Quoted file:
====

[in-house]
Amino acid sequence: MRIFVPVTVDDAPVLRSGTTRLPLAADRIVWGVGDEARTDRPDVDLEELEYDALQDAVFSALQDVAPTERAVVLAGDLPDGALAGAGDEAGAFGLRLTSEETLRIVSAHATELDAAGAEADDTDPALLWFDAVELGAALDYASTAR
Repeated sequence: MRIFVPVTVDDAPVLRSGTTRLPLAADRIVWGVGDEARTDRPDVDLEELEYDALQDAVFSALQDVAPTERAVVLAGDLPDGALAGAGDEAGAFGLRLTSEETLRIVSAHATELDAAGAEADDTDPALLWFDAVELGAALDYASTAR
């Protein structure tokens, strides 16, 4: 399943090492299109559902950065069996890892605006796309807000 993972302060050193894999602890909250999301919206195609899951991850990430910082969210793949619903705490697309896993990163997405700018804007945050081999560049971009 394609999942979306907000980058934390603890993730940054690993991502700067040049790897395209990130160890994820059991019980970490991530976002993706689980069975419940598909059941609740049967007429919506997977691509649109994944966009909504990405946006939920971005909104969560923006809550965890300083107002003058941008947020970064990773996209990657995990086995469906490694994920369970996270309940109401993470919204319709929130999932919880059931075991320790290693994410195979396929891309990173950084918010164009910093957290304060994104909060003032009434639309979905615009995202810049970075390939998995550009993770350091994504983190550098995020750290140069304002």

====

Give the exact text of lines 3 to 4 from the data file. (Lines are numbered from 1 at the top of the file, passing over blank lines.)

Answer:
Repeated sequence: MRIFVPVTVDDAPVLRSGTTRLPLAADRIVWGVGDEARTDRPDVDLEELEYDALQDAVFSALQDVAPTERAVVLAGDLPDGALAGAGDEAGAFGLRLTSEETLRIVSAHATELDAAGAEADDTDPALLWFDAVELGAALDYASTAR
């Protein structure tokens, strides 16, 4: 399943090492299109559902950065069996890892605006796309807000 993972302060050193894999602890909250999301919206195609899951991850990430910082969210793949619903705490697309896993990163997405700018804007945050081999560049971009 394609999942979306907000980058934390603890993730940054690993991502700067040049790897395209990130160890994820059991019980970490991530976002993706689980069975419940598909059941609740049967007429919506997977691509649109994944966009909504990405946006939920971005909104969560923006809550965890300083107002003058941008947020970064990773996209990657995990086995469906490694994920369970996270309940109401993470919204319709929130999932919880059931075991320790290693994410195979396929891309990173950084918010164009910093957290304060994104909060003032009434639309979905615009995202810049970075390939998995550009993770350091994504983190550098995020750290140069304002």